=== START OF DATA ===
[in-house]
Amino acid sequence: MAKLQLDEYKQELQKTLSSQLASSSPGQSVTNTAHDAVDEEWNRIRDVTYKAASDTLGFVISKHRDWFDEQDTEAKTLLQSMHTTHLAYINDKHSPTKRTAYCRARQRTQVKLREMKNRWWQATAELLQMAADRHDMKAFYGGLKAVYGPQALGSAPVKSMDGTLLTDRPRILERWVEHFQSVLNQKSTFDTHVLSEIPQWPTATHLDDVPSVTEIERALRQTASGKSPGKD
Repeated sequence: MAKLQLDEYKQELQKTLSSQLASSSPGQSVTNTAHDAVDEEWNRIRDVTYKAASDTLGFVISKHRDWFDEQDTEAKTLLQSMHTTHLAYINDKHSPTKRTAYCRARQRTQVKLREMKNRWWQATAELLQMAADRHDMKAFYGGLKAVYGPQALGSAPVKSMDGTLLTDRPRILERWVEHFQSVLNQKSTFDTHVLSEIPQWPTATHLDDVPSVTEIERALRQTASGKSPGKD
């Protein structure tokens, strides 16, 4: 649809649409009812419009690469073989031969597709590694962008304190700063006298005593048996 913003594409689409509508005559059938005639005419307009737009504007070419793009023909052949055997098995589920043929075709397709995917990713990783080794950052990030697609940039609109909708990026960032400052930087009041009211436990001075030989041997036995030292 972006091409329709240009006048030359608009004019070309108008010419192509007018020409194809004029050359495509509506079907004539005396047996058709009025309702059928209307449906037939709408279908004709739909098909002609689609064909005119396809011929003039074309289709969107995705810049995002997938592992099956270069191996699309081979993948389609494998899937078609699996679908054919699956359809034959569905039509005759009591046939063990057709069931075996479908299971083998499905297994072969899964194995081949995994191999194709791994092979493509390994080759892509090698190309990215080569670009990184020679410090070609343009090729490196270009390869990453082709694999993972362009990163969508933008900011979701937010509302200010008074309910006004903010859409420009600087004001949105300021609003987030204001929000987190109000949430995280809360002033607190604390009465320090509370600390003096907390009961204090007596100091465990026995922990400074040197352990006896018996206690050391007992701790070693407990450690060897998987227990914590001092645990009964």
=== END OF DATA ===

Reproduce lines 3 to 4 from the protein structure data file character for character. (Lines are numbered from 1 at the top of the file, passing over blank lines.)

Repeated sequence: MAKLQLDEYKQELQKTLSSQLASSSPGQSVTNTAHDAVDEEWNRIRDVTYKAASDTLGFVISKHRDWFDEQDTEAKTLLQSMHTTHLAYINDKHSPTKRTAYCRARQRTQVKLREMKNRWWQATAELLQMAADRHDMKAFYGGLKAVYGPQALGSAPVKSMDGTLLTDRPRILERWVEHFQSVLNQKSTFDTHVLSEIPQWPTATHLDDVPSVTEIERALRQTASGKSPGKD
């Protein structure tokens, strides 16, 4: 649809649409009812419009690469073989031969597709590694962008304190700063006298005593048996 913003594409689409509508005559059938005639005419307009737009504007070419793009023909052949055997098995589920043929075709397709995917990713990783080794950052990030697609940039609109909708990026960032400052930087009041009211436990001075030989041997036995030292 972006091409329709240009006048030359608009004019070309108008010419192509007018020409194809004029050359495509509506079907004539005396047996058709009025309702059928209307449906037939709408279908004709739909098909002609689609064909005119396809011929003039074309289709969107995705810049995002997938592992099956270069191996699309081979993948389609494998899937078609699996679908054919699956359809034959569905039509005759009591046939063990057709069931075996479908299971083998499905297994072969899964194995081949995994191999194709791994092979493509390994080759892509090698190309990215080569670009990184020679410090070609343009090729490196270009390869990453082709694999993972362009990163969508933008900011979701937010509302200010008074309910006004903010859409420009600087004001949105300021609003987030204001929000987190109000949430995280809360002033607190604390009465320090509370600390003096907390009961204090007596100091465990026995922990400074040197352990006896018996206690050391007992701790070693407990450690060897998987227990914590001092645990009964």